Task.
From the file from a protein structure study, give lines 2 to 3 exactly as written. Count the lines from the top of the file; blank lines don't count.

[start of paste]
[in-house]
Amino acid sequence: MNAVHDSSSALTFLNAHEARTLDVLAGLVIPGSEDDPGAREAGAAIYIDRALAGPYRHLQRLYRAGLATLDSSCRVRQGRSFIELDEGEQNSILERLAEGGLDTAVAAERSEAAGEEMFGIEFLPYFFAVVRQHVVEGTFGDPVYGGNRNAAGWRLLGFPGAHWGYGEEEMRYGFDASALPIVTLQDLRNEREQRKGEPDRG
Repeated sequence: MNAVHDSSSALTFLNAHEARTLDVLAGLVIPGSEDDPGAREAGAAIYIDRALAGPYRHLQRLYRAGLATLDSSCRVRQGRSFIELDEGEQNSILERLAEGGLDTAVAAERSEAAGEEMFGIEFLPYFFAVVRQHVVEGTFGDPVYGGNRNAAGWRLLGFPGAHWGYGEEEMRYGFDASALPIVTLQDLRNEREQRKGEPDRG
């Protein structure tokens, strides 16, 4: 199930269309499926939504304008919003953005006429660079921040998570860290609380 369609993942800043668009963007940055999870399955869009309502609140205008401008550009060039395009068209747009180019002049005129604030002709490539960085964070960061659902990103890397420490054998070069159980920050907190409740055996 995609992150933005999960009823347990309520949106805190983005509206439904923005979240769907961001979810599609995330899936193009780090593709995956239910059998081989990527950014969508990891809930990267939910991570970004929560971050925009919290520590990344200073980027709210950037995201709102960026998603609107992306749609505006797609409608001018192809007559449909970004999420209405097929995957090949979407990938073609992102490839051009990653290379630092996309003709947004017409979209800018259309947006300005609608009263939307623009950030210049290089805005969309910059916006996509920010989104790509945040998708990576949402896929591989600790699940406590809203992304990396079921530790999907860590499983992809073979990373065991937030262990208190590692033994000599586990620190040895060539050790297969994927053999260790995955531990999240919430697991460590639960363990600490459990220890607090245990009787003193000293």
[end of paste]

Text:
Amino acid sequence: MNAVHDSSSALTFLNAHEARTLDVLAGLVIPGSEDDPGAREAGAAIYIDRALAGPYRHLQRLYRAGLATLDSSCRVRQGRSFIELDEGEQNSILERLAEGGLDTAVAAERSEAAGEEMFGIEFLPYFFAVVRQHVVEGTFGDPVYGGNRNAAGWRLLGFPGAHWGYGEEEMRYGFDASALPIVTLQDLRNEREQRKGEPDRG
Repeated sequence: MNAVHDSSSALTFLNAHEARTLDVLAGLVIPGSEDDPGAREAGAAIYIDRALAGPYRHLQRLYRAGLATLDSSCRVRQGRSFIELDEGEQNSILERLAEGGLDTAVAAERSEAAGEEMFGIEFLPYFFAVVRQHVVEGTFGDPVYGGNRNAAGWRLLGFPGAHWGYGEEEMRYGFDASALPIVTLQDLRNEREQRKGEPDRG